Have you worn your bathing suit this summer?
In the history of bathing suit fashion, achieving the right balance of modesty, material, and motion has been a major challenge. Not to mention sex appeal.
Maybe you’d prefer one of these styles from the past…
Many of us without “perfect bodies” have experienced some degree of anxiety while parading — or should I say skulking — from the relative safety of lying on a beach blanket to the exposure one must endure while entering the water. Some of us might go for this crinoline bathing suit style depicted in a cartoon from 1865.
After the expansion of railroads in the 1800s, it became possible for people to visit sea side beaches in droves. This led to a need for more functional bathing suits.
Men’s bathing suits had also crept up in length, and it was okay to show arms without offending.
In the 1920s, women reached parity on the beach as well as in the voting booth. One-piece, wool jersey, sleeveless tanks suits hit the leg at mid-thigh. Stockings and shoes were no longer required. Women could finally float and vote.
All this flaunting of skin caused a lot of anxiety, so many beaches established laws restricting how much could be shown. If a guy dared to expose his hairy chest, he risked arrest for indecent exposure. And the length of a woman’s bloomers was carefully monitored in case she showed too much leg.
Cotton blends finally replaced scratchy wool in the 1930s. Men exposed their hairy chests without raising anyone’s eyebrows. Women had to begin worrying about flabby thighs. They might even show some midriff skin as two-piece bathing suits began to appear. Belly-buttons still offended any decent person’s sense of morality, however, so bottoms had high waists. Tops still provided a decent amount of coverage and support to lift any breasts in danger of sagging.
- the manufacturing of plastics
- which led to the development of synthetic textiles
- which led to skimpier bathing suits.
Fabrics such as rayon, latex, ruched waffle nylon, and polyesters were lighter weight and more flexible than ever.
These new synthetics inspired fashions that showed off the natural lines of the body. However, women were still reminded that nature could always be improved by features like control top bottoms to flatten the belly, and padded bra cups to augment the chest.
Now that bathing suits could be made using these great new stretchy, lightweight, comfortable fabrics, designers fashioned swimwear that hardly required them to use any of it. The bikini, named after an island where the U.S. tested the atomic bomb, made its first appearance in 1946.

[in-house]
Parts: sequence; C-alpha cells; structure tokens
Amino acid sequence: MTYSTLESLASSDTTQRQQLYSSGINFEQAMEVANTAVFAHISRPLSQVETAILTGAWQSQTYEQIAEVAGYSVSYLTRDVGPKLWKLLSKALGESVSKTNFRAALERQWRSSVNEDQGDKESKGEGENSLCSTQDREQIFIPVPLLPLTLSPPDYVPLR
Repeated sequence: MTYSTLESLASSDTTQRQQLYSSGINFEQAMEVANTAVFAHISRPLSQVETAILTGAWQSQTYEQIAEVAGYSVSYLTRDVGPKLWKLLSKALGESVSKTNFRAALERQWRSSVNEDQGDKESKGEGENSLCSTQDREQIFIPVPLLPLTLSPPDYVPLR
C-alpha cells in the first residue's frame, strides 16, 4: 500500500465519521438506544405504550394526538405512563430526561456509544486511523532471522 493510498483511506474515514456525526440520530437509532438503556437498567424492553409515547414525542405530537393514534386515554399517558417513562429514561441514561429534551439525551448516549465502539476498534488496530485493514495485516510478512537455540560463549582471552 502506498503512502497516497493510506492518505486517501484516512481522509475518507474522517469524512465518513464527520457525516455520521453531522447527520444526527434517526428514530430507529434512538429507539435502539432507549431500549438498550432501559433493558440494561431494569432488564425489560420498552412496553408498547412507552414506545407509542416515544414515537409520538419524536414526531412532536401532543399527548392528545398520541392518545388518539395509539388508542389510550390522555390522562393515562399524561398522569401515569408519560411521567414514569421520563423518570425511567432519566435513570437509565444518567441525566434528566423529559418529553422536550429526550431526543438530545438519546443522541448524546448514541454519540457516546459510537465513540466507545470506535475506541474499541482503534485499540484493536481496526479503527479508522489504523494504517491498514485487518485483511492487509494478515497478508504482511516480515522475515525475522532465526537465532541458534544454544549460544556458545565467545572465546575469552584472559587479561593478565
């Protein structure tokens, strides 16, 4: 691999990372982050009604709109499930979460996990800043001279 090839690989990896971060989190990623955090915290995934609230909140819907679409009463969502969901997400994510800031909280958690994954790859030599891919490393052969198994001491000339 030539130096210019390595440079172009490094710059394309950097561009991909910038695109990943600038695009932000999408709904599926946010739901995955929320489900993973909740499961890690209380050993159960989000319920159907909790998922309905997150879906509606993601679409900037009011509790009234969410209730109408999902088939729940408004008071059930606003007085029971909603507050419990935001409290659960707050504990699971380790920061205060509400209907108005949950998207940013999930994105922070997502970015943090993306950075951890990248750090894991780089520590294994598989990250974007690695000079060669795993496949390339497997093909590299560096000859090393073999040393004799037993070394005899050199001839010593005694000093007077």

By the 60s, the bikini prevailed. Men could show themselves off in their “Speedos.”
Obsessions with fitness and aerobics in the in the 70s and 80s led to bottoms with high thigh lines, thongs, and bikini-string tops. Or was it the other way around?
By the 1990s, the popularization of stripper fashion and Brazilian waxing inspired G-string bottoms and implant-flaunting tops.
Rudy Gernreich’s topless bathing suit was not originally meant to be worn. He said that he put it out there more as a statement — as a prediction for the future. Moffit’s husband photographed her wearing it, but she didn’t model the suit on a runway. Too much realism and not enough illusion, she explained.
People who saw the photograph found it shocking and fascinating and due to demand, it did end up being manufactured. Evidently some women thought it provided enough illusion.
So why not just wear your bikini bottom and throw out the top? “If a woman wants to appear naked,” Gernreich said, “she wants to appear in something designed for that purpose.”
As for his prediction? Topless bathing suits have not, to date, taken off, so to speak. I can think of different reasons why: women want their suits to be differentiated from men’s; it would be too bouncy to run around like that; no way to disguise or augment bust size, a sunburn on the nipple area would not be pleasant — not to mention skin cancer…
But I suspect women could be convinced by the fashion world to wear — or not wear — anything. The bottom line, so to speak, is that it’s not good business to proclaim that clothing you want to be selling has gone out of style. The next step would be nude bathing, and what money could be made from that? Instead, the industry has gone in the direction of “mix and match,” charging separately for tops and bottoms, and undoubtedly raising profit margins.
You also see some marketing towards different age groups and body sizes. Well, maybe not age so much. Hard to find a middle-aged swimsuit model, much less an elderly one.
On the plus side, so to speak, suits in the 2000s come in every shape, style and modesty level. These offer a full array of options for everyone from young and nubile nymphs to post-menopausal women with stretch marks and saggy boobs.
Now that, I’d have to say, is progress.